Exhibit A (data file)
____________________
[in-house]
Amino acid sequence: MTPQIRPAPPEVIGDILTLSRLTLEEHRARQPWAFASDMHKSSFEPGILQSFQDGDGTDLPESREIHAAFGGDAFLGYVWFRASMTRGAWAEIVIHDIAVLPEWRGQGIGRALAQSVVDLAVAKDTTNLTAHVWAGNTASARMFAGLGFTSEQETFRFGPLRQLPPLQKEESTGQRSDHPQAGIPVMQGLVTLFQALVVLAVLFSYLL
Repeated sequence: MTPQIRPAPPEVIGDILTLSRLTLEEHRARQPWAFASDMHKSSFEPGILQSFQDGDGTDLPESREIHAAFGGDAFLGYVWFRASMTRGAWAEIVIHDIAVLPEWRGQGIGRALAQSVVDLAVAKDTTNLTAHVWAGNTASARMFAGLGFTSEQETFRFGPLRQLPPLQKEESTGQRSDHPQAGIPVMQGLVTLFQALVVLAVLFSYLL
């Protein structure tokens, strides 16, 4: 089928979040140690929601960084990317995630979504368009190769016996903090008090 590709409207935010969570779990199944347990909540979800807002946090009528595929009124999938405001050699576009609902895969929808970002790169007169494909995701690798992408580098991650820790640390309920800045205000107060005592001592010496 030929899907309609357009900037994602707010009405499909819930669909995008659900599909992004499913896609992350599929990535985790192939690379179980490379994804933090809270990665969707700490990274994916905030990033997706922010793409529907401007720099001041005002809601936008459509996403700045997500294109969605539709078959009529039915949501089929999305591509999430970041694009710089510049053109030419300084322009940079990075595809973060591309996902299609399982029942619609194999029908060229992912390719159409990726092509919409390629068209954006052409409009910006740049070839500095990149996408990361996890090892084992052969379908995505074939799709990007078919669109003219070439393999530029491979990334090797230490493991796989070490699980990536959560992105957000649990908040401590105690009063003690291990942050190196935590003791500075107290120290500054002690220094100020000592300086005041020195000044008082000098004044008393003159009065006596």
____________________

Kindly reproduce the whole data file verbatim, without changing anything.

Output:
[in-house]
Amino acid sequence: MTPQIRPAPPEVIGDILTLSRLTLEEHRARQPWAFASDMHKSSFEPGILQSFQDGDGTDLPESREIHAAFGGDAFLGYVWFRASMTRGAWAEIVIHDIAVLPEWRGQGIGRALAQSVVDLAVAKDTTNLTAHVWAGNTASARMFAGLGFTSEQETFRFGPLRQLPPLQKEESTGQRSDHPQAGIPVMQGLVTLFQALVVLAVLFSYLL
Repeated sequence: MTPQIRPAPPEVIGDILTLSRLTLEEHRARQPWAFASDMHKSSFEPGILQSFQDGDGTDLPESREIHAAFGGDAFLGYVWFRASMTRGAWAEIVIHDIAVLPEWRGQGIGRALAQSVVDLAVAKDTTNLTAHVWAGNTASARMFAGLGFTSEQETFRFGPLRQLPPLQKEESTGQRSDHPQAGIPVMQGLVTLFQALVVLAVLFSYLL
């Protein structure tokens, strides 16, 4: 089928979040140690929601960084990317995630979504368009190769016996903090008090 590709409207935010969570779990199944347990909540979800807002946090009528595929009124999938405001050699576009609902895969929808970002790169007169494909995701690798992408580098991650820790640390309920800045205000107060005592001592010496 030929899907309609357009900037994602707010009405499909819930669909995008659900599909992004499913896609992350599929990535985790192939690379179980490379994804933090809270990665969707700490990274994916905030990033997706922010793409529907401007720099001041005002809601936008459509996403700045997500294109969605539709078959009529039915949501089929999305591509999430970041694009710089510049053109030419300084322009940079990075595809973060591309996902299609399982029942619609194999029908060229992912390719159409990726092509919409390629068209954006052409409009910006740049070839500095990149996408990361996890090892084992052969379908995505074939799709990007078919669109003219070439393999530029491979990334090797230490493991796989070490699980990536959560992105957000649990908040401590105690009063003690291990942050190196935590003791500075107290120290500054002690220094100020000592300086005041020195000044008082000098004044008393003159009065006596």